Nike speaks to all web crawlers in the first rule group and then calls out specific bots in the second and third rule groups.

Each rule group in a robots.txt file has different directives: user-agent, allow, disallow, sitemap. Nike adds a little flair to their robots.txt file at the beginning with ‘just crawl it,’ a nod to their iconic slogan ‘just do it,’ and they include a classic Nike swoosh at the end as shown below.

You don’t have to customize your robots.txt file this way for it to be effective, so don’t get discouraged. Just focus on the 4 main directives:

1. User-Agent: determines which search engine crawler this rule applies to
2. Allow: determines if the site is allowed to be crawled & indexed
3. Disallow: blocks search engine bots from crawling & indexing site info
4. Sitemap: indicates the location of the site map for a site

If you simply want to allow or disallow all parts of your site just use ‘/.’ This could look like:

User-agent: *
Allow: /

If you unknowingly have a robots.txt file that is blocking web crawlers from your site, this could really hinder your SEO efforts in the long run, so it’s best to have a solid robots.txt file sooner than later.

Understanding the massive impact your robots.txt file can have on your site.

Having a robots.txt file for your site is not necessary, so if you don’t have one, don’t worry. Sites without a robots.txt file are typically scanned and indexed normally by web crawlers. But, if you want to have more control over your SEO rankings then here are some of the benefits of having a robots.txt file for your site.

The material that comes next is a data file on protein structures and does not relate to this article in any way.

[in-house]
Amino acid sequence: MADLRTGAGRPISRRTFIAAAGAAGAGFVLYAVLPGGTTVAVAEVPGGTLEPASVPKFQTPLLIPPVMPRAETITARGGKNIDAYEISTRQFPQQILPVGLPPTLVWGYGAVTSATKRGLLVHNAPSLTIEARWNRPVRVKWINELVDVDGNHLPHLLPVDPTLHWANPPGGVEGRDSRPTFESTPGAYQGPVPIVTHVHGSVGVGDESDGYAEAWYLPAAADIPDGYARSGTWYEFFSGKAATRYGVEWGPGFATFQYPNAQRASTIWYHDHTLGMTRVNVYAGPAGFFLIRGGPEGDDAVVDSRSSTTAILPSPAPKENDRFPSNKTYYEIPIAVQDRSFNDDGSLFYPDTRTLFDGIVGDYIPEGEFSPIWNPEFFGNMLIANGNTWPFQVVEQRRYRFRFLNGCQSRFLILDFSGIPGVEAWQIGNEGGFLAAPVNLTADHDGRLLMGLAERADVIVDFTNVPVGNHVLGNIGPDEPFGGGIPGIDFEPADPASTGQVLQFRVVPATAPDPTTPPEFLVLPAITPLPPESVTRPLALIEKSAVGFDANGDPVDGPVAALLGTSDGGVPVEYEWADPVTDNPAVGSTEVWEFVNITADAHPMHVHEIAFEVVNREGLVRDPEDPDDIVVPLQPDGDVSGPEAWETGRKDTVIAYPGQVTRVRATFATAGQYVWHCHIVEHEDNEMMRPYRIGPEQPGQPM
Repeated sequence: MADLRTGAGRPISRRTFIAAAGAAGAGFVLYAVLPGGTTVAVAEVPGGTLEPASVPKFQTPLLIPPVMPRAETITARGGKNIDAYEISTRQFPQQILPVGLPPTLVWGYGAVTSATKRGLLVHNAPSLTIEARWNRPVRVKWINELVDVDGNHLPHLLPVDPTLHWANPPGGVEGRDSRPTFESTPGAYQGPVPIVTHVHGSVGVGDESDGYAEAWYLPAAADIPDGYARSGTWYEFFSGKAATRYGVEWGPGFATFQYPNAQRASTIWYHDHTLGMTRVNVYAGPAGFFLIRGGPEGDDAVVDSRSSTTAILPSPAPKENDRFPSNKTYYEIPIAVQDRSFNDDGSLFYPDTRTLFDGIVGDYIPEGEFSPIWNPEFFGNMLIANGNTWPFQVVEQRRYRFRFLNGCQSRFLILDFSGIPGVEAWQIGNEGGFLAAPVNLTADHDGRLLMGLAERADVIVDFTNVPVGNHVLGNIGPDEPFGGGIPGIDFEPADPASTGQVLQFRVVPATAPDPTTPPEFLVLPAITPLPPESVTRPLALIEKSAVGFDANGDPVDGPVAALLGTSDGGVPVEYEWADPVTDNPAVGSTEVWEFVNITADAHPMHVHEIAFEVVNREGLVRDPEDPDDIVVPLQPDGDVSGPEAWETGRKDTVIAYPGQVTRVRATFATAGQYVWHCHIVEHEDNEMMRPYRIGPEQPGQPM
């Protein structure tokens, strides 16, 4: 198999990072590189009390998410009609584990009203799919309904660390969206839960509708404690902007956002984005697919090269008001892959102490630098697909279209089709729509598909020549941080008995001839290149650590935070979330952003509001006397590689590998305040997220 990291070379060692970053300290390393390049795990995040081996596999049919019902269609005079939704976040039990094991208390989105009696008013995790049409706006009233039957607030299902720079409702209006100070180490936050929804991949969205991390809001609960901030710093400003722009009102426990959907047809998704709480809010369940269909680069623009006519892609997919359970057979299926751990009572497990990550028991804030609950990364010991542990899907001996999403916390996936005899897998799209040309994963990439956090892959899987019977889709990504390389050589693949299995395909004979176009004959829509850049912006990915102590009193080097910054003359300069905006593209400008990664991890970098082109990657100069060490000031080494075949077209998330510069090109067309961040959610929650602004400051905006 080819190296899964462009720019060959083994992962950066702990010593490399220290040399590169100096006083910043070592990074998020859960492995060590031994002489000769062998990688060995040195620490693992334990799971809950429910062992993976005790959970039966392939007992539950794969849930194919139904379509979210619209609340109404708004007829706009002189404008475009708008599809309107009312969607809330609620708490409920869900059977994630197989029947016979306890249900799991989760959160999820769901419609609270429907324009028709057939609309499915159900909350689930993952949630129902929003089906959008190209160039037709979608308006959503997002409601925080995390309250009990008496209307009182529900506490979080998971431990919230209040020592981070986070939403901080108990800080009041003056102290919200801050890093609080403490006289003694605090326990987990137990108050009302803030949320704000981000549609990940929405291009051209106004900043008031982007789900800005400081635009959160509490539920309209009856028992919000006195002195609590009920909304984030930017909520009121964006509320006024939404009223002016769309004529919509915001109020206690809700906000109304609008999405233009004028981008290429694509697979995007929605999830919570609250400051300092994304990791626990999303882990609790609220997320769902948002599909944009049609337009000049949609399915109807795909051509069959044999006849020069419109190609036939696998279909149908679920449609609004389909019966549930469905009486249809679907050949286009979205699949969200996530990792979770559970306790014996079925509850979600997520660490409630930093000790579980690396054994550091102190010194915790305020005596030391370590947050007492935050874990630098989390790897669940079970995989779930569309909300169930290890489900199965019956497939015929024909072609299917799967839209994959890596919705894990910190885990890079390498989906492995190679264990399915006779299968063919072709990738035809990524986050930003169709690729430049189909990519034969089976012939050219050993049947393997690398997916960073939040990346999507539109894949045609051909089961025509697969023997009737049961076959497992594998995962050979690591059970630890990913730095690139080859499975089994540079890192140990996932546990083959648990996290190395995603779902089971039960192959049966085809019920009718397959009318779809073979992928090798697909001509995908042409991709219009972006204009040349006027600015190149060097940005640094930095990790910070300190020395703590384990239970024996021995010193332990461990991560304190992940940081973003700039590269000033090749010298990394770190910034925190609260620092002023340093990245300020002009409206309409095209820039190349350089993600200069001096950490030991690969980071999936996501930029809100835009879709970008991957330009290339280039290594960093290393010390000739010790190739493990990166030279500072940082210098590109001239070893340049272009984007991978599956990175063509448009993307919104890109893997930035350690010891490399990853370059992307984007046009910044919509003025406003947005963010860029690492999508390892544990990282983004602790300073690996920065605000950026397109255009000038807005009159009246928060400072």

Block duplicate content: Duplicate content can hurt your search engine rankings, so ensure pages with duplicate content are off-limits to web crawlers

Crawl budget protection: Google and other search engines have an allotted crawl budget for all websites. Websites that have high authority get a higher crawl budget because they have a large amount of useful and trustworthy information. No matter the level of authority your site has, the supply of search engine crawling is limited, so having a robots.txt file in place allows web crawlers to focus on indexing quality information.

Pass along the link equity: Link equity is the value that ‘Site B’ receives when ‘Site A’ links to it. When ‘A’ gets high traffic and pushes some of that traffic to ‘B,’ then ‘B’ receives an increase in traffic and that is an example of passing along the equity. A perfectly crafted robots.txt file allows traffic to flow to pages that are valuable and restrict visibility from the less desirable pages.